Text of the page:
Natural remanent magnetization

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Natural remanent magnetization is the permanent magnetism of a rock or sediment. This preserves a record of the Earth's magnetic field at the time the mineral was laid down as sediment or crystallized in magma and also the tectonic movement of the rock over millions of years from its original position. Natural remanent magnetization forms the basis of paleomagnetism and magnetostratigraphy.

Igneous rocks[edit]

Natural remnant magnetism is important when studying igneous rocks and the majority of the studies are based on. This is because these rocks contain a magnetic field at the time when the rock was formed. By being able measure the angle difference between the current magnetic field and the direction of the rocks the inclination can be discovered as well as seeing at how much the magnetic fields have moved. This is also the most common method used to get the remanence direction and strength. The main difficulty that arises is if the rocks has significant weathering or are overlayed with thick layers of sediments. (Shuang Liu, 2018)

Brunhes in 1906 discovered in the Pliocene lavas in France that showed various directions making the magnetic fields that usually pointed north and down point in south and down. He was able to demonstrate that the baked igneous rocks were magnetized with similar polarity to the other igneous rocks. This created the baked contact test that was able to find relative ages in the areas of igneous rocks. (Neil Opdyke, 1996)


There are several kinds of natural remnant magnetism that can occur in a sample. Many samples have more than one kind superimposed. Thermoremanent magnetization (TRM) is acquired during cooling through the Curie temperature of the magnetic minerals and is the best source of information on the past Earth's field. Magnetization formed by phase change, chemical action or growth of crystals at low temperature is called chemical remanent magnetization. Sediments acquire a depositional remanent magnetization during their formation or a post-depositional remanent magnetization afterwards.[1]

Some kinds of remanence are undesirable and must be removed before the useful remanence is measured. One is isothermal remanent magnetization, which as a component of natural remnant magnetism induced through exposing a particle to a large magnetic field, causing the field to flip its lower coercivity magnetic moments to a field-favored direction. A commonly cited mechanism of isothermal remanent magnetization acquisition is through lightning strikes. Another is viscous remanent magnetization, a remanence acquired when the rock sits in the Earth's field for long periods.[1]

The most important component of remanence is acquired when a rock is formed. This is called its primary component or characteristic remanent magnetization. Any later component is called a secondary component. To separate these components, the natural remnant magnetism is stripped away in a stepwise manner using thermal or alternating field demagnetization techniques to reveal the characteristic magnetic component.[1]

But not "all magnetic changes resulting from mechanical shock can be removed by AF demagnetization".[2] Marine oil-bearing sandstones are physically unstable mineralogies whose low-field susceptibility and isothermal remanent magnetization increase irreversibly, even after weak mechanical shocks and an AF demagnetization in 100 mT peak alternating fields.[2]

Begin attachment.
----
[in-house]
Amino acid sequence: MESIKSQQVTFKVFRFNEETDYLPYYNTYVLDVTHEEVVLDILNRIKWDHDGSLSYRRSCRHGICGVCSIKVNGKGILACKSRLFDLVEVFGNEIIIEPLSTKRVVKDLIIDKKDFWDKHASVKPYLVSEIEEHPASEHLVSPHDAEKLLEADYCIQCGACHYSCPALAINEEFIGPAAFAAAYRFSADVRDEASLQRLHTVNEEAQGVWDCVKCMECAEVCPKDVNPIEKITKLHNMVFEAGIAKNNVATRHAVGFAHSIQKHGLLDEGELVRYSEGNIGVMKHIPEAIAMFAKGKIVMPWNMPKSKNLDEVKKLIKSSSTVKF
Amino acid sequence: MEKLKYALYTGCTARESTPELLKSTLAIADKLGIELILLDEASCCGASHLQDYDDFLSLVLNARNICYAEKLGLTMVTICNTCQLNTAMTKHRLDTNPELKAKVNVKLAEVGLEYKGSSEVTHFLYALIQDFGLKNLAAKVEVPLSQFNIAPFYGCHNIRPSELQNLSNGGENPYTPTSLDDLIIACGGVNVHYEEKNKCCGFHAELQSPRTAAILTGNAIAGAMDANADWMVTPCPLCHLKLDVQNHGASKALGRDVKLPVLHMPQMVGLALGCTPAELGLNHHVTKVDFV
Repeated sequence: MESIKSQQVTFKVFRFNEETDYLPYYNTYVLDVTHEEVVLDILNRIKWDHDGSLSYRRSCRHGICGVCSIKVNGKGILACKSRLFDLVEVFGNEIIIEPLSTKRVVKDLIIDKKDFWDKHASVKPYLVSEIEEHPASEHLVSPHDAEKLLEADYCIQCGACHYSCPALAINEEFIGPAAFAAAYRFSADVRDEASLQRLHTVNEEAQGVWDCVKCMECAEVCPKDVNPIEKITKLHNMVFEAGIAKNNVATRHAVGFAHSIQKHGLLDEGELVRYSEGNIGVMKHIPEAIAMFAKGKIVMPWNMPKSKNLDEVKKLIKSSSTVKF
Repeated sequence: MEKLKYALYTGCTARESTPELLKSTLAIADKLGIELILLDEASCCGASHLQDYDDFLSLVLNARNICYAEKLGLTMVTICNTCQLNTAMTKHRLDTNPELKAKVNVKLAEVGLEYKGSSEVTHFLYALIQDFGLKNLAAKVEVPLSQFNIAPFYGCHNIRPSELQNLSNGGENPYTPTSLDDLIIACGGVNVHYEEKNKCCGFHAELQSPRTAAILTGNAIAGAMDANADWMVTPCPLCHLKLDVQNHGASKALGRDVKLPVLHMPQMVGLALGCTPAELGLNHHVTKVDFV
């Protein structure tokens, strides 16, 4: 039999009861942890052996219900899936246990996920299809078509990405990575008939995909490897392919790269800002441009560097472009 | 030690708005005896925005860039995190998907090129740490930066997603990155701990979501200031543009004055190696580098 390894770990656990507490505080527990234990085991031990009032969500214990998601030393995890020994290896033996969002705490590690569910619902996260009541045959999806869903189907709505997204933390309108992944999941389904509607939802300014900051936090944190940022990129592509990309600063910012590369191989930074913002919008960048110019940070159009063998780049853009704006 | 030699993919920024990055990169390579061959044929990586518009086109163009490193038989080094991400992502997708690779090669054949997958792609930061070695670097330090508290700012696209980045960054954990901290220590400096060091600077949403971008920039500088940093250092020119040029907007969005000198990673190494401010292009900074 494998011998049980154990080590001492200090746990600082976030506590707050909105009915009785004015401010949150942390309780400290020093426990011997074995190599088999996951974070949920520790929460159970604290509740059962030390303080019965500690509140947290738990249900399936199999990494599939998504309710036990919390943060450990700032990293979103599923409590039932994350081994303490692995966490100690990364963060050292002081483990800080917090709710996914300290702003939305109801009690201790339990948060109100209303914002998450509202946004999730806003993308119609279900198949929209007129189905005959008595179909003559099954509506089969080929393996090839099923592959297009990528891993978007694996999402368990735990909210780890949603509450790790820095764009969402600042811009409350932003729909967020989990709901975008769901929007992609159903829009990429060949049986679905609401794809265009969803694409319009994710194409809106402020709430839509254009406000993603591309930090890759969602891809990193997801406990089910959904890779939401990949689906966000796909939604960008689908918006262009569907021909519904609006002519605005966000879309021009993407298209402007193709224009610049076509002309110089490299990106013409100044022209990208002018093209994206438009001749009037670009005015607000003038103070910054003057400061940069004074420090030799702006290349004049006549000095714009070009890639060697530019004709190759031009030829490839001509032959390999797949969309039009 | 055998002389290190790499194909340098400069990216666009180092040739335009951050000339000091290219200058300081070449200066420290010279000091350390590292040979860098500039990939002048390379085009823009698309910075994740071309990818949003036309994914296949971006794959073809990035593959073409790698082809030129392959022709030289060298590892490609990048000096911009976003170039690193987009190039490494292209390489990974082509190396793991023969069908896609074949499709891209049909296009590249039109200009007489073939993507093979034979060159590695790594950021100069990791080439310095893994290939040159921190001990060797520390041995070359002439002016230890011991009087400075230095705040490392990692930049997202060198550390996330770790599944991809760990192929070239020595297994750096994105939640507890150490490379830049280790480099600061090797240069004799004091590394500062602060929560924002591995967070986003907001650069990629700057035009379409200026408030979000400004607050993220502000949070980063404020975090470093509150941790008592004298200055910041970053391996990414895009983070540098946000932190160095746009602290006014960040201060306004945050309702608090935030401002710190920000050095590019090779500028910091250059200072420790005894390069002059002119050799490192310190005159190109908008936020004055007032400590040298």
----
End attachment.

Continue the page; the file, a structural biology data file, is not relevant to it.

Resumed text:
Chemical remnant magnetization in magnetite[edit]

Magnetite is used for measuring the chemical remnant magnetization. Since it is grown in a magnetic field then after a certain the field is blocked hence acquiring chemical remnant magnetization. However this concept and behavior is still not well understood.(Pick, 1991) A study was also conducted exploring when magnetite went under low-temperature oxidation to a maghemite. The results showed that this was not a truly effective method die to the separation between the chemical remnant magnetization and viscous remnant magnetization that was formed in the chosen field direction was not as effective.(Gapeev,1991)


Remnant magnetism specifically measures how much magnetism is left when removed from a magnetic field. This is used to get information on the "consetration, mineralogy, and grain size of the magnetic material". This provided data on the minerals that add to magnetic signal. This provided information on the minerals and where they come from, occurrence in soils, and their magnetic behavior. (Singer, 2013)

See also[edit]


  1. ^ a b c McElhinny & McFadden 2000
  2. ^ a b D. H. Tarling, H. Shi (June 1, 1999). "The origin of bore-core remanences: mechanical-shock-imposed irreversible magnetizations". Geophysical Journal International. 137 (3). Oxford University Press: 831–838. doi:10.1046/j.1365-246x.1999.00850.x. ISSN 0956-540X. OCLC 5113784831.


[1] [2][3][4][5]

  1. ^ Liu, Shuang; Fedi, Maurizio; Hu, Xiangyun; Baniamerian, Jamaledin; Wei, Bangshun; Zhang, Dalian; Zhu, Rixiang (2018). "Extracting Induced and Remanent Magnetizations From Magnetic Data Modeling". Journal of Geophysical Research: Solid Earth. 123 (11): 9290–9309.
  2. ^ Opdyke, Neil D.; Channell, James E.T. (1996). "Introduction and History". International Geophysics. 64: 1–8.
  3. ^ Singer, M.J.; Verosub, K.L. (2013). "Paleosols and Wind-Blown Sediments – Mineral Magnetic Analysis". Encyclopedia of Quaternary Science (Second Edition): 375–380.
  4. ^ Gapeev, A.K.; Gribov, S.K.; Dunlop, D.J.; Özdemir, Ö; Shcherbakov, V.P. (May 1, 1991). "A direct comparison of the properties of CRM and VRM in the low-temperature oxidation of magnetite". Geophysical Journal International. 105 (2): 407–418.
  5. ^ Pick, Thomas; Tauxe, Lisa (June 1, 1991). "Chemical remanent magnetization in synthetic magnetite". Journal of Geophysical Research: Solid Earth. 96 (B6): 9925–9936.